As physicians we should absolutely know our worth. Nothing makes me more mad than physicians being offered below market rates for work that only they can do because a cartel of middlemen siphon away money (such as staffing companies that keep 20-50% of an hourly rate from employers before paying the doctor). However, making a career pivot might mean taking a step back to gain the specific experience required in your new field. In this scenario it’s not uncommon for physicians to have to take a pay cut when transitioning to a new field. We must think of these entry level positions as a residency of sorts- you’re paid something for on-the-job training. Hopefully as you progress in that role, your compensation improves. In other scenarios however, the compensation in non-clinical fields simply cannot match the income you would have had (say as a specialized surgeon). It’s important to remember that monetary compensation is only one aspect to career contentment. Ultimately, the decision to shift careers is deeply personal and should be made with a holistic view of what career contentment means to you as an individual. For many, the rewards of following a path that aligns more closely with their values and interests, or provides them schedule flexibility, far outweigh the financial sacrifices that may come with it. 

5. Stay Resilient and Patient

Thomas Edison is often credited with the saying that he did not fail 1,000 times while inventing the lightbulb but that the lightbulb was an invention with 1,000 steps. This quote highlights Edison's persistent approach. Transitioning to a new career is a process that requires time, resilience, and patience. You will likely face rejections and encounter skepticism about your lack of direct experience in the new field. I’ve seen physician forums mention how many people faced dozens of rejections when trying to break into Pharma or Utilization Management roles without any direct previous experience. However, like everything in life - persistence is key. Use each experience as a learning opportunity to refine your approach and strategy.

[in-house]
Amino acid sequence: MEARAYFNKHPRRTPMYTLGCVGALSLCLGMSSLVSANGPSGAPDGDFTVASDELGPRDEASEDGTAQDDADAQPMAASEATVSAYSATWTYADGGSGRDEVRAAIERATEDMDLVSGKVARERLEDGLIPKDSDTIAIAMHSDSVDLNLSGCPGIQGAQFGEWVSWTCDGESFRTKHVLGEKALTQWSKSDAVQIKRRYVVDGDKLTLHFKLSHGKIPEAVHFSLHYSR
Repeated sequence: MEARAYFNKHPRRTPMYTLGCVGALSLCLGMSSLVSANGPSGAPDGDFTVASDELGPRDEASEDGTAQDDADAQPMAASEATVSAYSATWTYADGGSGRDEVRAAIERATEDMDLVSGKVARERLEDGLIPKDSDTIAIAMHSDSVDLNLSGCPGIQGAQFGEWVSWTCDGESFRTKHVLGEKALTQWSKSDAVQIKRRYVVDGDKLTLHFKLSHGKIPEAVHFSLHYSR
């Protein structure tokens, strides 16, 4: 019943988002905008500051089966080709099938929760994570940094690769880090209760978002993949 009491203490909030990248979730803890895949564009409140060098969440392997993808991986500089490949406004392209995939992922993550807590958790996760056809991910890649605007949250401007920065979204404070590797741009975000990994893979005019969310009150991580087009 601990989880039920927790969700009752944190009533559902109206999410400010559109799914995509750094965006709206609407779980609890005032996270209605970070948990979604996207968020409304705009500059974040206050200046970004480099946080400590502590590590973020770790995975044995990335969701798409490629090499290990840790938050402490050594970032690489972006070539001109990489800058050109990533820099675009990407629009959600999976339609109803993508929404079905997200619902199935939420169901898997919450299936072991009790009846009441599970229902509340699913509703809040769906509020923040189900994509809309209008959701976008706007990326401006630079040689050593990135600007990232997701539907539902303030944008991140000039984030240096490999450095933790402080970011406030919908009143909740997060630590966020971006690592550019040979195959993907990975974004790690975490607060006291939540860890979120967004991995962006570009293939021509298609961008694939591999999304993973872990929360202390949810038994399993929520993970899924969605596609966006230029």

Conclusion

Pivoting to a new career in medicine is not without its challenges, but it's certainly achievable with the right strategy. By leveraging your transferable skills, bridging knowledge gaps, networking strategically, and showcasing your unique value proposition, you can successfully navigate the transition and embark on a rewarding new career path. Remember, your experience is a testament to your dedication, resilience, and capability to adapt—a solid foundation for success in any field.

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Tanya Frias brings over twenty years of financial services experience to Andwise. With her extensive background as a Certified Financial Planner and her dedication to making financial planning accessible, especially in underserved communities, Tanya is a key asset to our team. Her qualifications include a B.S. from the City University of New York, CFP certification from NYU, ChSNC certification from the American College, and she is currently advancing her knowledge with an Executive MBA from Kellogg-Northwestern.